Jamie Adair

Jamie Adair is the editor of History Behind Game of Thrones, a website about the history behind George RR Martin's "A Song of Ice and Fire" novels and the hit TV show, "Game of Thrones."

Season 5 & The Sand Snakes Video

~~~Very Mild TV Spoilers~~~ This season we are going to meet the Sand Snakes — Oberyn Martell’s bastard daughters who are looking to avenge their father’s gruesome death. In the novels, Oberyn has eight daughters, all with the last name “Sand,” since that is the name for natural born children in sunny Dorne. The daughters who are shown in the second video below are as follows: Obara — the eldest who is the daughter of an Oldtowne whore. Nymeria —…

Read More

More on Aerys and the Mad Kings

Aerys II Targaryen, the mad king who commanded his pyromancer to set King’s Landing ablaze (before Game of Thrones began), may be inspired by a couple of kings: Charles VI of France and his grandson, Henry VI of England. This article explores some nuances to their madness, possible hereditary sources, and how Charles VI’s madness worked its way into the CW drama Reign, which is about Mary Queen of Scots. Like King Aerys, Charles VI of France’s reign began benevolently…

Read More
Gingerbread_men-human-sacrifice-history

Nothing like a little human sacrifice for the holidays…

It’s widely known that Christmas has its roots in the blood-soaked pagan traditions for the winter solstice. What may be less well known is the origin of the delightful gingerbread people. At a symbolic level, these sugary snacks may be no more than a proxy for human sacrifice. The tradition of backing cookies in human form dates back to the grandfather of modern-day Christmas, the Roman winter celebration of Saturnalia. At this time, Romans honored the god Saturn. His name stems from…

Read More
medieval-childbirth-lying-in-chamber

Was Being a Medieval Queen Hazardous to Your Health?

Was being a medieval queen was hazardous to your health? Given the push for queens to have many babies, did most medieval queens die in childbirth? To find out, I put 139 years of late medieval and Tudor English queens — from 1400-1503 – in a table to compare their causes of death. Depending on how you slice and dice it, the answer is: Yes. (But, the usual disclaimers apply.) Baby machines It is no secret that medieval queens and…

Read More

Harald Bluetooth & Black Friday’s Bastard

On Black Friday, the day after US Thanksgiving, American retail shops unleash legions of deals upon consumers. As retailers attempt to milk more profits from consumers, a new tradition has arisen to induce people to shop online the Monday after Black Friday: Cyber Monday (or Cyber Week). This year, online retailers like Amazon, “celebrated” Cyber Week from December 1st to December 7th – and the sales totals are now in ($2.68 billion). So, in honor of Cyber Week – or simply…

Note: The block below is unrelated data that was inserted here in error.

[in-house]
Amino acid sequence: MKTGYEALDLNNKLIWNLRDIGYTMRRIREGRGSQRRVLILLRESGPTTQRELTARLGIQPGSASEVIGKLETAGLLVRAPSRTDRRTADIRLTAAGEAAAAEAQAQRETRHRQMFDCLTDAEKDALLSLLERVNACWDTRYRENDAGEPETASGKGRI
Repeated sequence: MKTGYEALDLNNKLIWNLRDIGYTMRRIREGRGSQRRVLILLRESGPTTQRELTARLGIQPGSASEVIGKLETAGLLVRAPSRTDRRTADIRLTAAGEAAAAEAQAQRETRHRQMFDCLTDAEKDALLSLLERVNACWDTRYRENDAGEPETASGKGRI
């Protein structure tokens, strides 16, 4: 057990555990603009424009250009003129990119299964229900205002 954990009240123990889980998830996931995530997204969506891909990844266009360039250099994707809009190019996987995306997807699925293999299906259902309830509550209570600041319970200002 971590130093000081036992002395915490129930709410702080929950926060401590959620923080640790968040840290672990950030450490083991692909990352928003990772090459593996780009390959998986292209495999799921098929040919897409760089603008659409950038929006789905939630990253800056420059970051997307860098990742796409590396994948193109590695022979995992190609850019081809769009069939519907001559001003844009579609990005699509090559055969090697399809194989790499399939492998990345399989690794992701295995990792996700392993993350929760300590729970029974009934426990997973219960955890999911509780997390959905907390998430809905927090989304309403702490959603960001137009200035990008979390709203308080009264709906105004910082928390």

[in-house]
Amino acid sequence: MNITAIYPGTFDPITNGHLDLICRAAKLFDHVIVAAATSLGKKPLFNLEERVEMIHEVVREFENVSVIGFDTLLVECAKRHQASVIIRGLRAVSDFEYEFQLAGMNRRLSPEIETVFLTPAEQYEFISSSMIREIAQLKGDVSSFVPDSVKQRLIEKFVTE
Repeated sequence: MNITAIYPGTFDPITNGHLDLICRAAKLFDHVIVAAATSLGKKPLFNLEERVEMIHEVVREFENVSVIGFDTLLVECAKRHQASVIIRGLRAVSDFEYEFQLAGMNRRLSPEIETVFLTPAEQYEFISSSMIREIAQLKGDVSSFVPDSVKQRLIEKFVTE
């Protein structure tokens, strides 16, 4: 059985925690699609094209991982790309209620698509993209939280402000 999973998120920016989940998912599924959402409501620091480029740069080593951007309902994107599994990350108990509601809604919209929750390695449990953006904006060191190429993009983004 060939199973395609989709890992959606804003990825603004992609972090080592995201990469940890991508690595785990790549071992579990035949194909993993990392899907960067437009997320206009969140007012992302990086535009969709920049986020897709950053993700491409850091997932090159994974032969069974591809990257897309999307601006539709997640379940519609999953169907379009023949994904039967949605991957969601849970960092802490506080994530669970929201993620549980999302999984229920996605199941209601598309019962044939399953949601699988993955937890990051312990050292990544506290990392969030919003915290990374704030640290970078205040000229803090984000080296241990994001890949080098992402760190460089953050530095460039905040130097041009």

Read More

Richard III, a Royal Bastard? An Illegal Queen? The King’s DNA & Signs of Adultery

Recently, University of Leicester announced that with nearly 100% certainty the skeleton in the car park is Richard III — and they discovered evidence of adultery somewhere in Richard III’s family tree. Now newspapers are leading with headlines questioning Queen Elizabeth’s right to the throne. Regardless of whether there is illegitimacy in Elizabeth’s line, it doesn’t matter. She’s been anointed. Monarchs can legitimately claim the right to the throne in several different ways, including by right of conquest. As soon as a monarch is…

Read More

The Origins of Chivalry, Knights Beating Maidens

I only just discovered that, for the next four days, the Getty museum in Los Angeles, California has an exhibit about chivalry. It ends on November 30th, 2014. The museum created two videos for the exhibit, which made me reflect on the origins of chivalry. If you love knights and all things martial, definitely check out the combat demonstrations in the first video. It brings to life the fighting styles in the Italian manuscript The Flower of Battle (Il Fior di Battaglia) c. 1410. Both videos are embedded…

Read More
Cersei-Jaime

Isabeau & Cersei Sleep With Their Brothers, Part 2

This article is continued from here. Like Cersei, Isabeau was extremely close to her brother Louis of Bavaria (c. 1368-1447). Isabeau continuously promoted his career and arranged excellent marriages for him. Isabeau was also accused of sleeping with her brother-in-law, Louis of Orleans — a proximity the Church considered incestuous. Maybe the rumored relationship between Isabeau and Louis and the blatantly false accusation that Anne Boleyn slept with her brother George inspired George RR Martin to create Jaime and Cersei’s incestuous relationship. Like Jaime, Louis…

Read More

The Queens Who Love Their Brothers: Cersei and Isabeau of Bavaria

An unfaithful power-hungry silver-tongued queen, who sleeps with her brother, bears an illegitimate heir to the throne, and acts as regent – who could this be other than Cersei Lannister? Surprisingly, it could also be Queen Isabeau of France (that is, the traditional interpretation of her). Born Elizabeth of Bavaria-Ingolstadt (c.1370), Isabeau (as the French called her) was the queen of France during the Armagnac-Burgundian phase of Hundred Years War. Isabeau is also famous for being the mother of two English…

Read More